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This forum has been a lifesaver in the past, and I’m hoping I can get some answers again here. I’ve got a 4BT Cummins swapped into a ‘76 Chevy K10. Engine has bigger injectors, the Super HX30W turbo, and is a VE pump btw. I am planning to install a piston-style lift pump to it ASAP. I ordered one directly from Cummins, seemed to be about as cheap as anywhere else...#3936320...about $120. Anyway my question is this.....is this model pump a low pressure lift pump? Any idea on the max PSI this pump puts out? Apparently I don’t want over (12?)PSI or else I’ll blow the seals out the front of my IP. Lastly, if this happens to be the high pressure pump, can I change the spring out to a weaker spring? Where can I get one? Thanks for any help at all!
 
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The diaphragm pump is considered a "low pressure pump" with min pressure at high idle spec'ed at 3psi. The piston style pump is considered a "high pressure pump" with min pressure at high idle spec'ed at 18psi. I'm not aware of any mods you can make to the lift pump to adjust delivery pressure short of an inline pressure regulator. Is there a reason you went with the piston type lift pump over the diaphragm?

Mike
 

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The diaphragm pump is considered a "low pressure pump" with min pressure at high idle spec'ed at 3psi. The piston style pump is considered a "high pressure pump" with min pressure at high idle spec'ed at 18psi.
There is a low pressure piston pump for the VE IP. The high pressure piston pump is for the P and A series IPs. Nascarmark and Scott(crewcab59) both sell kits to replace the diaphragm pump.
 

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So, does the VE pump require the low pressure piston lift pump and the high pressure piston lift pump goes with the P pump?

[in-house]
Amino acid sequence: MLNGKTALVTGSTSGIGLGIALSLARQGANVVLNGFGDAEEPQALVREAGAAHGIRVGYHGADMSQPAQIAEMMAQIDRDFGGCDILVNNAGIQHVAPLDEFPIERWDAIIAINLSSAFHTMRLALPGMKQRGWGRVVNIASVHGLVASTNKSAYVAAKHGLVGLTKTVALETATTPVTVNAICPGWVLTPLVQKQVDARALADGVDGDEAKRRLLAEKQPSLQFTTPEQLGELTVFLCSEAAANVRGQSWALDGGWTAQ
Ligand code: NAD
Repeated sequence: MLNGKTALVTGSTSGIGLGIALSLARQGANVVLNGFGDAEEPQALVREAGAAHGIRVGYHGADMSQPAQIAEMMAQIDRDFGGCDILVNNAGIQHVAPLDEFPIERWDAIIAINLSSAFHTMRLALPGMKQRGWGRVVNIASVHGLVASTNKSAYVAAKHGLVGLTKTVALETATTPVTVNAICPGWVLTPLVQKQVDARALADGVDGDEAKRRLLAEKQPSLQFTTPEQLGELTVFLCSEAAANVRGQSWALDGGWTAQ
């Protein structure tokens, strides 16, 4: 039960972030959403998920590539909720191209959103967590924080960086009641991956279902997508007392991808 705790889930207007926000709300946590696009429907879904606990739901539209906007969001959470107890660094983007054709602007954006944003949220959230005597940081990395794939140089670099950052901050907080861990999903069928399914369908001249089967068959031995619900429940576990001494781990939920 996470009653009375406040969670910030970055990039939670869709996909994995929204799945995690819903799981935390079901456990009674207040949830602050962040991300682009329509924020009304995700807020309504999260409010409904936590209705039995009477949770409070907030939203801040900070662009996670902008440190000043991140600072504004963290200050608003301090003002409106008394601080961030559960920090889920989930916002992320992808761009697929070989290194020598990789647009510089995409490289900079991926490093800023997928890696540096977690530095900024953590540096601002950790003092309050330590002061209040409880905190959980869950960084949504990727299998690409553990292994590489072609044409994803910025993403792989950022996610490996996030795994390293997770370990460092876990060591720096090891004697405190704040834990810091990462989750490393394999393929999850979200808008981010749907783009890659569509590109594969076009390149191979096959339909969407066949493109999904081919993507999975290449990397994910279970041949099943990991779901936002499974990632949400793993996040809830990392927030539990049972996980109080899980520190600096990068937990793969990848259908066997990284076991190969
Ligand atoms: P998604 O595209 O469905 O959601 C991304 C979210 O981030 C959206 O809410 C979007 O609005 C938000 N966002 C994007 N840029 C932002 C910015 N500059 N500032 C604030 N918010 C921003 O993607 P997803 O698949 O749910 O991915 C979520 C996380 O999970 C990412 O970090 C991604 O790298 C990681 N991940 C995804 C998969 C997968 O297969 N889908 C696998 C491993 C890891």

Ed
 

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In response to your question, yes, that is the low pressure piston lift pump for the VE injection pump. Part 3936320 may have a newer number 4988751. Don't forget that is only part of the puzzle. You will need spacer part 3914284, 2 gaskets part 3939258, 2 bolts part 3900631, fuel tube part 3927637, and may want to replace the banjo bolt and washer which are parts 3916361 and 3963983. All those extra parts is why most of those kits are several hundred $$$.
 

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Discussion Starter #8
In response to your question, yes, that is the low pressure piston lift pump for the VE injection pump. Part 3936320 may have a newer number 4988751. Don't forget that is only part of the puzzle. You will need spacer part 3914284, 2 gaskets part 3939258, 2 bolts part 3900631, fuel tube part 3927637, and may want to replace the banjo bolt and washer which are parts 3916361 and 3963983. All those extra parts is why most of those kits are several hundred $$$.
Ok, thanks for the input. I was kinda surprised, but I ordered all that direct from Cummins and total was just a bit over $200. So just to reiterate...I can safely run part number 3936320 on my 4BT VE pump, correct? Do you have any idea what the max fuel PSI that pump puts out? Cummins didn’t know.
 

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"Fuel Supply Pump, High Flow Piston Style for VE Pump. Maintains fuel supply pressure of over 7 psi on high output or high performance applications." - Oregon Fuel Injection
 

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Be careful as when I fitted that pump to my 6bt fuel pressure peaked at 15psi which is way too high for a VE IP.
I ended up fitting an adjustable FPR set to keep pressure below 11psi at sea level which should give me a safe limit as we don't have too many mountains over 4,000 ft here in Oz.